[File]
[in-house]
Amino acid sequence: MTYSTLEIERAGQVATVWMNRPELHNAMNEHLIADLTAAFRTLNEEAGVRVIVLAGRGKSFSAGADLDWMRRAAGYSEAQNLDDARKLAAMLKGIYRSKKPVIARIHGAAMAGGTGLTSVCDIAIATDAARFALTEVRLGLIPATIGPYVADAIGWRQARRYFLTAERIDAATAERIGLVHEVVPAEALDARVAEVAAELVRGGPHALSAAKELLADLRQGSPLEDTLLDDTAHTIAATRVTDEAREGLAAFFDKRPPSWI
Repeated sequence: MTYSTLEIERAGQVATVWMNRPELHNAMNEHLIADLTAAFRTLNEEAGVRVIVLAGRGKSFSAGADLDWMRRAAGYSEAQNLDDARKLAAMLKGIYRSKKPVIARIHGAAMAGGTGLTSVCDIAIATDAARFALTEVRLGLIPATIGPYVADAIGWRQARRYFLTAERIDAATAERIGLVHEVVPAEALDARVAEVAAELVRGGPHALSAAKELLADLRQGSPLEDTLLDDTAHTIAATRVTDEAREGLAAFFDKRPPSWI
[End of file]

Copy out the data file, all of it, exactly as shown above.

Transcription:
[in-house]
Amino acid sequence: MTYSTLEIERAGQVATVWMNRPELHNAMNEHLIADLTAAFRTLNEEAGVRVIVLAGRGKSFSAGADLDWMRRAAGYSEAQNLDDARKLAAMLKGIYRSKKPVIARIHGAAMAGGTGLTSVCDIAIATDAARFALTEVRLGLIPATIGPYVADAIGWRQARRYFLTAERIDAATAERIGLVHEVVPAEALDARVAEVAAELVRGGPHALSAAKELLADLRQGSPLEDTLLDDTAHTIAATRVTDEAREGLAAFFDKRPPSWI
Repeated sequence: MTYSTLEIERAGQVATVWMNRPELHNAMNEHLIADLTAAFRTLNEEAGVRVIVLAGRGKSFSAGADLDWMRRAAGYSEAQNLDDARKLAAMLKGIYRSKKPVIARIHGAAMAGGTGLTSVCDIAIATDAARFALTEVRLGLIPATIGPYVADAIGWRQARRYFLTAERIDAATAERIGLVHEVVPAEALDARVAEVAAELVRGGPHALSAAKELLADLRQGSPLEDTLLDDTAHTIAATRVTDEAREGLAAFFDKRPPSWI